I’m writing this entry from the pool deck of the Apart-Hotel Presienté in Maracaibo -day 3 of our team’s adventure in Venezuela.
We arrived here on Tuesday night. The Millers -Brett and Krista (along with their 9 month old baby, Karina), along with 20 students from Vida Estudiantil (the group we’re working with) met us at the airport to accompany us into the city. What were now close to 40 of us crammed into a rusty, grey school bus from the 70s, and we careened down the hillside highway.
The scene was strangely dark as we stepped out of the bus on to the crumbling concrete in front of the Presidenté. Little did we expect to arrive during Venezuela’s national power rationing hour. (This happens every Tuesday and Thursday from 8 till 9, and used to be for 2 hours) We scrambled around in the darkness as we unpacked, and before long we were settled in.
The following morning a few of us went out to find breakfast with Brett and Krista.; they knew of a spot from when they used to live here where we could get fresh juice and taquenos (fried cheese). As we walked along the road (there were sidewalks, but no one really uses them) I noticed that in Maracaibo there are no gutters, no traffic lights or road-lines. Drivers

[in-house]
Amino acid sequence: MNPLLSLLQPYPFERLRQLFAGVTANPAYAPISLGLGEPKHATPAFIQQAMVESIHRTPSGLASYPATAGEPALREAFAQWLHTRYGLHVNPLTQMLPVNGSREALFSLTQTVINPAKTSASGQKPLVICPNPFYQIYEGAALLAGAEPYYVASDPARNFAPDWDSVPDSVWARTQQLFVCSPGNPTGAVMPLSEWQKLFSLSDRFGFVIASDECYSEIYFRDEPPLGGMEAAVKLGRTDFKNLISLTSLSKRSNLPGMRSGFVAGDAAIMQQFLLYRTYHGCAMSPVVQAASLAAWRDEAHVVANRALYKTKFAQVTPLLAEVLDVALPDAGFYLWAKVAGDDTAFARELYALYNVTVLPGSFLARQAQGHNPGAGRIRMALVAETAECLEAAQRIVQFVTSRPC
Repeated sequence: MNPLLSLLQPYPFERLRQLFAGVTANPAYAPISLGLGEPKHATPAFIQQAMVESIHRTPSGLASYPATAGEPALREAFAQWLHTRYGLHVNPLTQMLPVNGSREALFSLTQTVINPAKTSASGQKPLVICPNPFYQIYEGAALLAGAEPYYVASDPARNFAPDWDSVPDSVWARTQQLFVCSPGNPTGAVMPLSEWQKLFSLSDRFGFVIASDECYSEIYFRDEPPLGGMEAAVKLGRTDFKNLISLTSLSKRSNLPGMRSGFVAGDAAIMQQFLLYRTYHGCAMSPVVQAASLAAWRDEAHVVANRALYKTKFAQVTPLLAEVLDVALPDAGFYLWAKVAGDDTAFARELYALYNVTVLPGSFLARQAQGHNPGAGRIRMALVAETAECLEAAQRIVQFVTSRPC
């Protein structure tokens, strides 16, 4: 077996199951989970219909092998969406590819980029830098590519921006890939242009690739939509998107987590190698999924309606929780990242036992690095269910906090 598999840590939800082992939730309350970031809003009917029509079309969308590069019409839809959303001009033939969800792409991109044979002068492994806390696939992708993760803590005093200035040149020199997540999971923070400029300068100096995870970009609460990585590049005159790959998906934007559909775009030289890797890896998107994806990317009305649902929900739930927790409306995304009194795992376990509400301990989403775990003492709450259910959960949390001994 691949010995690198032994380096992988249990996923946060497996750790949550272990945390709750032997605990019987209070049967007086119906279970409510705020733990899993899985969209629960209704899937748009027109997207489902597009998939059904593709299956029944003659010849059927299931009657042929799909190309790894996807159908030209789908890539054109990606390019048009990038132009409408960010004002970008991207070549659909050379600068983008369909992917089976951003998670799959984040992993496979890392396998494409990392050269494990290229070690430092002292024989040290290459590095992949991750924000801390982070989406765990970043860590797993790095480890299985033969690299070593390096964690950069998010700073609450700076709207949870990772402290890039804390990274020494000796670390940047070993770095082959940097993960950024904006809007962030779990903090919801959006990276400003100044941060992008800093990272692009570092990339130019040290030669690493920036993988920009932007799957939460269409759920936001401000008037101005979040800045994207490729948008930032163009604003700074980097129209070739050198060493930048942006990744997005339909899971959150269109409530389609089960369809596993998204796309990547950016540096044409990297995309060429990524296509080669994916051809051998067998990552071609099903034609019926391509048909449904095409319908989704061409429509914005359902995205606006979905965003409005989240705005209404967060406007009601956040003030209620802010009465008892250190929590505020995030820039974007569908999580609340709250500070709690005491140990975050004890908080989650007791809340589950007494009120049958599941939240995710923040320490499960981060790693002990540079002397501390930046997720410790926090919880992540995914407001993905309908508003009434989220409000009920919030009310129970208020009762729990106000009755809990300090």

carefully press their way through intersections aided by their horns.
Yesterday, at our briefing, Brett outlined our work for the next 5 weeks. We learned that Vida’s staff leadership is moving back to the States in 2 months, and it’s going to be our job to raise up leaders for the ministry, in order that it can be self sustaining. Additionally, each Saturday we will be working in the community, serving in venues ranging from an orphanage to a local teen pregnancy clinic, and myself and 2 other students will be setting up an English workshop on the engineering campus (most students at the public universities do not have the money to get outside help dor thei English classes). But more on that later.
Anyway, ’till next time. Hasta luego, amigos!
Week One -Venezuela